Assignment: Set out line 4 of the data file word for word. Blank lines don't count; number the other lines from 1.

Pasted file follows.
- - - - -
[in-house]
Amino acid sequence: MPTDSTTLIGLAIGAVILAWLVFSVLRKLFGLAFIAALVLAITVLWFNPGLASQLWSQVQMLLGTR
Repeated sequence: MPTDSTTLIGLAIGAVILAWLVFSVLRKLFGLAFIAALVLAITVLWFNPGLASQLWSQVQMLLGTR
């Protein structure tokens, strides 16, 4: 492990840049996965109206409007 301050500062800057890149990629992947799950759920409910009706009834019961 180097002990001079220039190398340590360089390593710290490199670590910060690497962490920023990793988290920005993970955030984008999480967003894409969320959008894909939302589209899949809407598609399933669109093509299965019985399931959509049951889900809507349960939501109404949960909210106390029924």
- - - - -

């Protein structure tokens, strides 16, 4: 492990840049996965109206409007 301050500062800057890149990629992947799950759920409910009706009834019961 180097002990001079220039190398340590360089390593710290490199670590910060690497962490920023990793988290920005993970955030984008999480967003894409969320959008894909939302589209899949809407598609399933669109093509299965019985399931959509049951889900809507349960939501109404949960909210106390029924």